With a number of possible educational scenarios this fall, the new school year will look different for everyone depending on school district, family decisions, parent availability and more. But one thing is certain: It is necessary for parents to continue to partner with teachers in order to achieve academic success for kids.
The best way for families to adapt to what lies ahead and ensure that learning is productive is for parents to continue supporting their child’s education at home. Here are potential challenges, along with steps to meaningful student engagement.
Clues that kids are NOT engaged in learning:
- Attention span. I learned that my kids (ages 9 & 10) have an attention span of about 45 minutes during moderated Zoom sessions and no more than 20 minutes on self-paced assignments. Know your child’s limitations.
- Body language. My son is pretty straight-forward. When he isn’t engaged in schoolwork, it manifests as frustration and then tears. For my daughter, who is a “pleaser,” clues are more subtle. Her eyes gloss over and her shoulders roll forward. Be sure to pay attention to body language.
- Extended time on assignments. During distance learning in the spring, I would review assignment directions with my son, walk away for 30 minutes and return to find him staring at a blank screen. Does it seem like it’s taking your child forever to complete an assignment? That’s a big indicator that he’s not engaged, which is understandable when a child isn’t naturally motivated by a particular subject, or there isn't an authority figure (or other peers) to encourage completion.
- Extended silence. Research tells us that learning is social, so when a child is silent, it could mean he isn’t engaged in learning. If kids are unable to answer questions about what they are working on, you know they are “checked out.”
- Working the system. Some app assignments (for example, ST Math or Khan Academy) generate what I call “guess and click”—kids poke at the screen and guess answers just to move along, rather than learning or understanding the content presented in the program.
- Off-task behavior. When a child is not working on what is assigned, it can mean a variety of things. It could be attention span issues, technology distractions, and/or that a child is bored with the task at hand.
If any of this is familiar, know that you are not alone and remind yourself that we are all navigating unprecedented times. Whether your family plan is distance learning, learning pod, homeschool or creating a homework routine to support teacher assignments, here are tips to help keep children engaged in learning.
- Create goals. Ask your child to develop and write a goal for the task (in teacher speak, we call this success criteria) by filling in the blank: “When I’m done with this assignment I can/will be able to…”. Keep this goal visible at all times while your child is working. Our family loves to use Post-it notes for this.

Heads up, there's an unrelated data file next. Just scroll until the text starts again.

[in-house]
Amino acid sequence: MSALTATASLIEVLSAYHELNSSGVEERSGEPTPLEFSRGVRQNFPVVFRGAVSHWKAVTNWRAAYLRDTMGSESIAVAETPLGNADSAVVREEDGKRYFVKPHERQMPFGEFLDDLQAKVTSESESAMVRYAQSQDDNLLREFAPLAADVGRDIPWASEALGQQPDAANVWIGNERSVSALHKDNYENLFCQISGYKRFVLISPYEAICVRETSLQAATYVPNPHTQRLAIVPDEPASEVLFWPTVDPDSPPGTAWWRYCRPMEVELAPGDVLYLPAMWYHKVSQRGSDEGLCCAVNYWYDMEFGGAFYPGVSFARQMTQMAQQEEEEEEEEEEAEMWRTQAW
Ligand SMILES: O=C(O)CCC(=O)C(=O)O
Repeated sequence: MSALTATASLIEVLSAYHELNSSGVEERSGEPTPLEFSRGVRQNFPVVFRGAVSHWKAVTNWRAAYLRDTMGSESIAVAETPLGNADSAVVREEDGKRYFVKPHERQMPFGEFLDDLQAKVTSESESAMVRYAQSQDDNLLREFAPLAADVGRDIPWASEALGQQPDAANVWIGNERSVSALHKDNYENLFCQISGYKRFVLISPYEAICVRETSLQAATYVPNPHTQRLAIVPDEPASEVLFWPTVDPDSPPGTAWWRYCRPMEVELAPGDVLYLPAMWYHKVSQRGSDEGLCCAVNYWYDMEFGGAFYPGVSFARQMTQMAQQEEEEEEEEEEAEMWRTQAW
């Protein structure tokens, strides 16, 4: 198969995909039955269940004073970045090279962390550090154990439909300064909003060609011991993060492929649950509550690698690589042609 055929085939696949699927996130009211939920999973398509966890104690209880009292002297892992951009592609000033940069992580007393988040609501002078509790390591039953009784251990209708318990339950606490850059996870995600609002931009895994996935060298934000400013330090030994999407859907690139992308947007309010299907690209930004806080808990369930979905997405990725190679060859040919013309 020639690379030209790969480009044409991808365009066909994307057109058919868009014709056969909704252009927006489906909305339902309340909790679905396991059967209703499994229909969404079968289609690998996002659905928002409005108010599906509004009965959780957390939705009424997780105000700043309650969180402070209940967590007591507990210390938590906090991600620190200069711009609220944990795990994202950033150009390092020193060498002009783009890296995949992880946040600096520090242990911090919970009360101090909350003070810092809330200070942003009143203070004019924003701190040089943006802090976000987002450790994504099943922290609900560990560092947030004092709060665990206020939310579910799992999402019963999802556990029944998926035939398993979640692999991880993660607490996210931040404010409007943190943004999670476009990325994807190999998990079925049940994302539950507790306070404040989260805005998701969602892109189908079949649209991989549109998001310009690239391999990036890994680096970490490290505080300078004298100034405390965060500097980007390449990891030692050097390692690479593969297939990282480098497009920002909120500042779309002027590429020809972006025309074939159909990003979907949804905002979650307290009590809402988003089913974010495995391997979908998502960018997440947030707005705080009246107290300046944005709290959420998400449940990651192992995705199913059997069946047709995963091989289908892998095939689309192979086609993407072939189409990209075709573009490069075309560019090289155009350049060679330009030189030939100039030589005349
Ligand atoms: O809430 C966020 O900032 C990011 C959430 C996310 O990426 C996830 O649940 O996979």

- Create motivation. Dangle a “carrot” to keep kids working toward their goals. I’m not suggesting extrinsic rewards (such as food or money), but help your child come up with an “end game” to create a sense of accomplishment. My kids presented their final work to grandparents via FaceTime, and I shared finished projects on social media. Creating an audience may help kids feel like their work matters.
- Create real-world context. Connect the content kids are working on to the real world. For example, if they are learning shapes, point out those shapes when talking a walk in your neighborhood. Keep conversations going as much as possible about what they are learning and how it relates to things around them.
- Break the day (or study time) into 30-minute chunks. If distance learning at home, consider developing a daily schedule that includes bursts of physical activity throughout the day—dog-walking, kicking a soccer ball, etc. Consider starting with a subject the kids like least, so they work on them when they are fresh. Reserve the end of the day for favorite subjects and projects.
- Reimagine learning space, if possible. Newly reimagined space for kids to learn makes basic tasks feel exciting. Our family set up a hammock in the backyard or a fort in the living room for reading and we created an art and tinker space in the garage. Consider clearing out a closet to make a comfortable (and trendy pre-teen) seating option for Zoom calls. Kids whose families are participating in learning pods will have the advantage of someone else’s house to mix things up.
- Have no-tech learning options. My son loves puzzles and circuit boards and my daughter loves art. These are important skills and talents that aren’t largely tended to in virtual learning, so keep children engaged at home to develop different parts of their brains. Access my No-Tech Matrix at www.craftedcurriculum.com/pbl-lite-no-tech-matrix.
- Work with the teacher to design a passion project. Passion projects are based on student interests and, in a perfect world, are tied to content standards (but don’t have to be). Time spent on a passion project could be considered “genius hour”, which allows students to explore new ideas and interests. If the teacher doesn't have the bandwidth to do this, families can launch their own. Sample projects include the following, which I recently did with my children. Get started by filling out the printable Passion Project Proposal (in English and Spanish) below.
We are all trying to balance the demands and challenges of these new circumstances, while caring for our childrens’ well-being. I hope these ideas help parents engage children in meaningful learning.
Be sure to pick up the September issue to read the second part of this two-part series.
Dr. Jenny Pieratt is a native San Diegan, award-winning author, speaker, business owner and mother of two. She loves sports, yoga and adventure. To learn more about her work visit www.craftedcurriculum.com and follow her on social media @crafted_jennyp.